06 Feb. 2014 | Comments (0)
As U.S. companies seek to expand their giving programs globally, the Arab region will play an important role. But to navigate philanthropy in the Middle East, international organizations need to understand the existing philanthropic landscape, and the particular social issues facing this region.
Three Arabic phrases explain the importance of philanthropy and giving to the religious and cultural traditions of the Arab world:
- Zakat, which means mandatory giving, is one of the five pillars of the Islamic faith. The Qur’an mandates that Muslims are obliged to pay 2.5 percent of their wealth to specific segments in society, particularly the poor and destitute.
- Waqf, which means Islamic endowment, revolves around giving donations of property or other assets such as cash for religious or charitable purposes. A charitable trust or organization holds the donated assets.
- Takaful Insani, which means humanitarian solidarity and giving. Takaful originates from the Islamic insurance concept, which is grounded in Islamic banking as per the rules and regulations of the Islamic Law. Insani denotes humanitarian.
Growing trends out of civil uprisings
The Arab Spring, which lasted between 2010 and 2013, entailed civil uprisings across the region. It was, for many, a response to the social ills that plague the region, ills such as economic underdevelopment, poverty, and environmental degradation. Growing out of the movement is a renewed interest in Islamic philanthropy and a young corporate social responsibility (CSR) movement. Philanthropy in the Arab region typically comes in two forms:
1. Individual (or private) philanthropy Wealthy individuals and their foundations or nonprofit organizations delivering social services. Zakat and Waqf are both relevant to this category of giving and deeply rooted in the region’s tradition.
2. Corporate philanthropy Through both private or public companies, the corporate sector is increasingly involved in providing social services through philanthropy and CSR initiatives. Such philanthropy is often delivered through company-run nonprofit organizations or foundations. It can be difficult to disentangle these two forms of philanthropy because individual philanthropists so often influence the giving programs of companies they own or run, to the extent even that religious traditions relating to Zakat and Waqf sometimes guide corporate, as well as individual, philanthropy. For example, the Zakat committee of Qatar Islamic Bank (QIB) has donated more than 25 million riyals (approximately $6.8 million) to the community in the past five years.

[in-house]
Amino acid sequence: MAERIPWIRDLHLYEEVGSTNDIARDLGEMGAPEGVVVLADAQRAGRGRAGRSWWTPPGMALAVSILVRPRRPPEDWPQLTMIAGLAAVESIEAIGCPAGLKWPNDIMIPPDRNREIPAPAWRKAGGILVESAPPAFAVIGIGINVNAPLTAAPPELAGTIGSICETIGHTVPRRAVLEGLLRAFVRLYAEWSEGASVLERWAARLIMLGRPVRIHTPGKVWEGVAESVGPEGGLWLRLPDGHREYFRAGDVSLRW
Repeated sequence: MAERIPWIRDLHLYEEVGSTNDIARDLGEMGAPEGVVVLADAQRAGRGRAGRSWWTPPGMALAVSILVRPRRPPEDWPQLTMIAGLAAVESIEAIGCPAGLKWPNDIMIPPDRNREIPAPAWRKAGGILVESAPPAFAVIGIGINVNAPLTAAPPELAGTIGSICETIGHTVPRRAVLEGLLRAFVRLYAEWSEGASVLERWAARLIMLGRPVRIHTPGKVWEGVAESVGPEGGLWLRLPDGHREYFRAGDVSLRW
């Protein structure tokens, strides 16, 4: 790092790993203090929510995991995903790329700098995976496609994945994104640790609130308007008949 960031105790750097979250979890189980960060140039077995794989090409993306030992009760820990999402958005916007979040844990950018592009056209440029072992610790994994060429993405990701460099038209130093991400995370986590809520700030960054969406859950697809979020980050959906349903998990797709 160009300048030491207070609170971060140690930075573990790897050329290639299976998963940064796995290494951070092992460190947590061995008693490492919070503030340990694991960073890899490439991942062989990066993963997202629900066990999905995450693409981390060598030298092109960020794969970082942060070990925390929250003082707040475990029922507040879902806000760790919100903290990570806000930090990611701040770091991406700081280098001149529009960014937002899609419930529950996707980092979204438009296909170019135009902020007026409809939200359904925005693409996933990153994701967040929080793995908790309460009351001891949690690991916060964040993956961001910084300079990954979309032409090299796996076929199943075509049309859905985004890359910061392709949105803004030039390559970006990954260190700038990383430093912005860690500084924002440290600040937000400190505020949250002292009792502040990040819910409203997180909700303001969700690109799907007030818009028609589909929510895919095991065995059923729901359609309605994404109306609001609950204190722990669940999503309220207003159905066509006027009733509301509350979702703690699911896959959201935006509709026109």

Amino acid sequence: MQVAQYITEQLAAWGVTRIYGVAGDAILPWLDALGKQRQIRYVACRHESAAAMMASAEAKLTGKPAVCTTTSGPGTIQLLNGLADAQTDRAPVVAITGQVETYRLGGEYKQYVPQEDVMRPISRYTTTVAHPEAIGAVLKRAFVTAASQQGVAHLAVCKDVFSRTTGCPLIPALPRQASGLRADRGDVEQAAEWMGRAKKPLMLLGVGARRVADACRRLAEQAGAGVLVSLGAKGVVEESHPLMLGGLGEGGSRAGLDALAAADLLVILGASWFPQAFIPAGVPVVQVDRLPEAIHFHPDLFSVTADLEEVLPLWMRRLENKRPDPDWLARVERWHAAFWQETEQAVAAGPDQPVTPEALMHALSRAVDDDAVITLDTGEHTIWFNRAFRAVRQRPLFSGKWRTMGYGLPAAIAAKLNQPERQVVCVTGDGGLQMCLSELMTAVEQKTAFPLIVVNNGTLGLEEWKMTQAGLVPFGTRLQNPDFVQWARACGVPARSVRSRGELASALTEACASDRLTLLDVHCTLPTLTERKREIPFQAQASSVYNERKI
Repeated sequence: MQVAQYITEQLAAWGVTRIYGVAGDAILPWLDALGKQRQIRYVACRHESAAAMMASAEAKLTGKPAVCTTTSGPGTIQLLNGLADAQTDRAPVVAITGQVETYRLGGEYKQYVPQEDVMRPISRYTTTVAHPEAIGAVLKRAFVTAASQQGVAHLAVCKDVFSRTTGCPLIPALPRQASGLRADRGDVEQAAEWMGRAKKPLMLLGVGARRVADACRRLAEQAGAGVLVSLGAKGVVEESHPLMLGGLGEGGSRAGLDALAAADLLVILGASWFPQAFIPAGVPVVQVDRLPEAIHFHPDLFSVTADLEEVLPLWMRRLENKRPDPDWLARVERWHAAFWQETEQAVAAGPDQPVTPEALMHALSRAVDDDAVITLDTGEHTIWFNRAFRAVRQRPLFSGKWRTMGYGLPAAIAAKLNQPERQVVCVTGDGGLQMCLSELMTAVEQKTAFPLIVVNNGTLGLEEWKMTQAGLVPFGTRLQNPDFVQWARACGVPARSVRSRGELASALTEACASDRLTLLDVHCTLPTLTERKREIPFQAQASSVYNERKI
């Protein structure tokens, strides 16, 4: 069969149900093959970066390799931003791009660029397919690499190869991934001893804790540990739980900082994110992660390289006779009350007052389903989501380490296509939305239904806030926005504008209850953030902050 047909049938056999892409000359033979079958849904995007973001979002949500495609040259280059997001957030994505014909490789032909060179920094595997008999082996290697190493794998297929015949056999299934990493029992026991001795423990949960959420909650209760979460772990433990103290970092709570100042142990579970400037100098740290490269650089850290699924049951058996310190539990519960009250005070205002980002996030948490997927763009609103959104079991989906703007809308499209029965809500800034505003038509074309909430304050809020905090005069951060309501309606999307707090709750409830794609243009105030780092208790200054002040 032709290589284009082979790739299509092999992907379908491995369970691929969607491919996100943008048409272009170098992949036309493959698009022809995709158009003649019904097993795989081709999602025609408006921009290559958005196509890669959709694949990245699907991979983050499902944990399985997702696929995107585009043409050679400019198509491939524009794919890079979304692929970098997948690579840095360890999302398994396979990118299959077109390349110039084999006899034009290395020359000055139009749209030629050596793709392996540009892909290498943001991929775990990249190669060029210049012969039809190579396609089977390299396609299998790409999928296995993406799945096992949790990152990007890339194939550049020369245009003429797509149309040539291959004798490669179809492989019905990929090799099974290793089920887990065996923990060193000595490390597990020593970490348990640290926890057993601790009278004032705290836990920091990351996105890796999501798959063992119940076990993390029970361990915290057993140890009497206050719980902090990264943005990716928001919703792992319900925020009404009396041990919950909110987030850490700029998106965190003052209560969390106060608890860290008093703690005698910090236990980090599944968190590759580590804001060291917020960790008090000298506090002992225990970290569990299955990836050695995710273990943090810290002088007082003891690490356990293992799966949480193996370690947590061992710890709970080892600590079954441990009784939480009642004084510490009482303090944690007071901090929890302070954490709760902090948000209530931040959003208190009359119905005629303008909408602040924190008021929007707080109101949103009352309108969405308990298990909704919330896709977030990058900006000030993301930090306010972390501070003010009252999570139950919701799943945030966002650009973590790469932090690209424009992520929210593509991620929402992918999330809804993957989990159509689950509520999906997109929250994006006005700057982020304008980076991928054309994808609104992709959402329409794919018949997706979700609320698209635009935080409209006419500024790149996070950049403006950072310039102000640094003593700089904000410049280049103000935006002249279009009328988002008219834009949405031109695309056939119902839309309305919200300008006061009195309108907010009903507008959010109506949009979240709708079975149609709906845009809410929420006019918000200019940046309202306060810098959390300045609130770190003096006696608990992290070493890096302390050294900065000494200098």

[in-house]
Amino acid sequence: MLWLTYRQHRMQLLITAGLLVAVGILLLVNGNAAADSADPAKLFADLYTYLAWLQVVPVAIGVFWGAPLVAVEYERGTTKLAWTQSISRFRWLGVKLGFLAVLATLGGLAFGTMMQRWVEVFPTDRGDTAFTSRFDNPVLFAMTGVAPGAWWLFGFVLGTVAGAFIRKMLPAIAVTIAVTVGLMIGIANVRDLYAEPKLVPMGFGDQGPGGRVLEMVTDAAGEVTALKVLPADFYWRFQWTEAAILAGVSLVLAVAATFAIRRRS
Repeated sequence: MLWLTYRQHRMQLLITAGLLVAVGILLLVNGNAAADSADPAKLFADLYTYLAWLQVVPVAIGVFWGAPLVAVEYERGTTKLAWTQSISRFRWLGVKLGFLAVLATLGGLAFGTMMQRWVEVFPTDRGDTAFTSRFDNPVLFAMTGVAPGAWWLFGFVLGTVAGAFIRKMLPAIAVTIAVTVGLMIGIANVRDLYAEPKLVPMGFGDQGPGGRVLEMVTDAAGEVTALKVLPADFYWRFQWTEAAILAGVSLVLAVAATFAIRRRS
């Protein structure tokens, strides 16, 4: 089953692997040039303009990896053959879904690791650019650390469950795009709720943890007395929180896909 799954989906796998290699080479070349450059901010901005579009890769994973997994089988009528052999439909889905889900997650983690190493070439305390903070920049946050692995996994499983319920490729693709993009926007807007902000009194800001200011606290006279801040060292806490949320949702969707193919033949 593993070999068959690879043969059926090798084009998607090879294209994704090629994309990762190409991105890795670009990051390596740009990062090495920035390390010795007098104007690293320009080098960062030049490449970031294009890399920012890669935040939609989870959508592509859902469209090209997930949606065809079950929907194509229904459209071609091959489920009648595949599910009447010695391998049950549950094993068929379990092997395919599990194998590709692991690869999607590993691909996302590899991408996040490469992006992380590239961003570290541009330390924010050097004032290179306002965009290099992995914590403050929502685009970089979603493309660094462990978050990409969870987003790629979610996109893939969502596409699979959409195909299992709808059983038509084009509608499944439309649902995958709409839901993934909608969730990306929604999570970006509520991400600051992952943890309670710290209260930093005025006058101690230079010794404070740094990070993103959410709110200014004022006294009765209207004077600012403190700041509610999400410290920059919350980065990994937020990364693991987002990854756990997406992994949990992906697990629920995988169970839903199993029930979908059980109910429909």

CSR is not widespread in the Middle East
While the Arab region has started to experiment with CSR as an extension of philanthropy, very few organizations have developed robust strategic CSR programs that are fully institutionalized and that utilize the breadth of corporate resources (human, technical, managerial and financial). One example is the Kuwait telecommunications company Zain, whose CSR program addresses education, healthcare and the environment. In Sudan, the company launched an initiative with the Women Initiatives Group NGO to jointly work on eradicating breast cancer. In Jordan, Zain contributed to the rehabilitation of eight public schools through the Madrasati (My School) initiative. But while Zain may be more advanced than other companies in this area, the lines between CSR and philanthropy for the company remain blurred. Foreign companies seeking to make a social contribution typically partner with nonprofits familiar with the region. For example, in 2013, the Citi Foundation launched the third phase of the Arab Women’s Entrepreneurship Project (AWEP) in partnership with America-Mideast Educational and Training Services (AMIDEAST), a nonprofit engaged in international education, training and development activities in the Middle East and North Africa. The Project is designed to empower women entrepreneurs in Egypt, Jordan, Lebanon, and Morocco by equipping them with the skills and techniques that will help them to succeed in business.
Impact measurement is crucial
As companies in the region attempt to make their philanthropic and CSR initiatives more strategic, improving impact measurement processes is crucial. Impact measurement remains in its infancy in the Arab region, although the use of international standards such as the Global Reporting Initiative (GRI) or the UN Global Compact (UNGC) is on the rise. But while these instruments can help companies to organize and standardize their CSR reporting, they do not offer solutions on how to precisely quantify impacts. The focus needs to gradually shift away from an account of inputs and money invested in philanthropy and CSR to a more systematic measurement of specific outcomes and beneficiaries. The transferability of frameworks developed in the West to do this is increasingly called into question throughout the Middle East, because these frameworks don’t cater for the unique social issues with which the region is grappling. International organizations need to move beyond a one-size-fits-all mindset to a more nuanced understanding of what philanthropy and development means in the eyes of Arab stakeholders and constituencies.